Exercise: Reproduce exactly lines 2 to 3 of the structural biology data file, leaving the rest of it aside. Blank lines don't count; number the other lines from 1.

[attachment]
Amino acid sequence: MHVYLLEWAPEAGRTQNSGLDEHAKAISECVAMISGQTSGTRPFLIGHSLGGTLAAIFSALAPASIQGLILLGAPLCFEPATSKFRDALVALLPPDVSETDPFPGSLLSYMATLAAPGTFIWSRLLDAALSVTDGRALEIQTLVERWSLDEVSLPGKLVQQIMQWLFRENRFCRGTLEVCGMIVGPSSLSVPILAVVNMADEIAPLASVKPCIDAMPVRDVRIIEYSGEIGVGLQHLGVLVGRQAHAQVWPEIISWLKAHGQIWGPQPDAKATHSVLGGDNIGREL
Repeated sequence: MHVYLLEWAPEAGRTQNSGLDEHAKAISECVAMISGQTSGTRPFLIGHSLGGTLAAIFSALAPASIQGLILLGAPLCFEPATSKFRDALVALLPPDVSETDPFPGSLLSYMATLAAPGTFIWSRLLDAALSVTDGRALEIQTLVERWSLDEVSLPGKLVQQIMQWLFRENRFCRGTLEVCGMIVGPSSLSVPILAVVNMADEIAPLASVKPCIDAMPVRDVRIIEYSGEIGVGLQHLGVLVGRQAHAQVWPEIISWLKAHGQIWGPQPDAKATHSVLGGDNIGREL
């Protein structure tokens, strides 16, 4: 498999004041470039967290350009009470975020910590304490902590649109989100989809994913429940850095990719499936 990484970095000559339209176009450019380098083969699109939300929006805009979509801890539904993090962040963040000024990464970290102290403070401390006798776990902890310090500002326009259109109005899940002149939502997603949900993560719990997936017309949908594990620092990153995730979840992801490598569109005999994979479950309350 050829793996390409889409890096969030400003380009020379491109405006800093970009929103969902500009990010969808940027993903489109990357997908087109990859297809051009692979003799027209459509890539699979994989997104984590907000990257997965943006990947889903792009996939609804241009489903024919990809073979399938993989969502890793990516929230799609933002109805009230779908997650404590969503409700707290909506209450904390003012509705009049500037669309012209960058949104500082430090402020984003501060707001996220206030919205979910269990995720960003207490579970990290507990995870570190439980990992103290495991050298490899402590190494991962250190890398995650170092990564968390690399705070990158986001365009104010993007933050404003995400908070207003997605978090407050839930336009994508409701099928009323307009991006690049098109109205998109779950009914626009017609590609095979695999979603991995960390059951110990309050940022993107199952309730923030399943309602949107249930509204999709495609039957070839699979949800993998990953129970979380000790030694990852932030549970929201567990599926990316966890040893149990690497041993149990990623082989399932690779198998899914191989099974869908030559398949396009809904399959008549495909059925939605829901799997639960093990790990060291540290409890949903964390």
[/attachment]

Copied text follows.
Repeated sequence: MHVYLLEWAPEAGRTQNSGLDEHAKAISECVAMISGQTSGTRPFLIGHSLGGTLAAIFSALAPASIQGLILLGAPLCFEPATSKFRDALVALLPPDVSETDPFPGSLLSYMATLAAPGTFIWSRLLDAALSVTDGRALEIQTLVERWSLDEVSLPGKLVQQIMQWLFRENRFCRGTLEVCGMIVGPSSLSVPILAVVNMADEIAPLASVKPCIDAMPVRDVRIIEYSGEIGVGLQHLGVLVGRQAHAQVWPEIISWLKAHGQIWGPQPDAKATHSVLGGDNIGREL
């Protein structure tokens, strides 16, 4: 498999004041470039967290350009009470975020910590304490902590649109989100989809994913429940850095990719499936 990484970095000559339209176009450019380098083969699109939300929006805009979509801890539904993090962040963040000024990464970290102290403070401390006798776990902890310090500002326009259109109005899940002149939502997603949900993560719990997936017309949908594990620092990153995730979840992801490598569109005999994979479950309350 050829793996390409889409890096969030400003380009020379491109405006800093970009929103969902500009990010969808940027993903489109990357997908087109990859297809051009692979003799027209459509890539699979994989997104984590907000990257997965943006990947889903792009996939609804241009489903024919990809073979399938993989969502890793990516929230799609933002109805009230779908997650404590969503409700707290909506209450904390003012509705009049500037669309012209960058949104500082430090402020984003501060707001996220206030919205979910269990995720960003207490579970990290507990995870570190439980990992103290495991050298490899402590190494991962250190890398995650170092990564968390690399705070990158986001365009104010993007933050404003995400908070207003997605978090407050839930336009994508409701099928009323307009991006690049098109109205998109779950009914626009017609590609095979695999979603991995960390059951110990309050940022993107199952309730923030399943309602949107249930509204999709495609039957070839699979949800993998990953129970979380000790030694990852932030549970929201567990599926990316966890040893149990690497041993149990990623082989399932690779198998899914191989099974869908030559398949396009809904399959008549495909059925939605829901799997639960093990790990060291540290409890949903964390």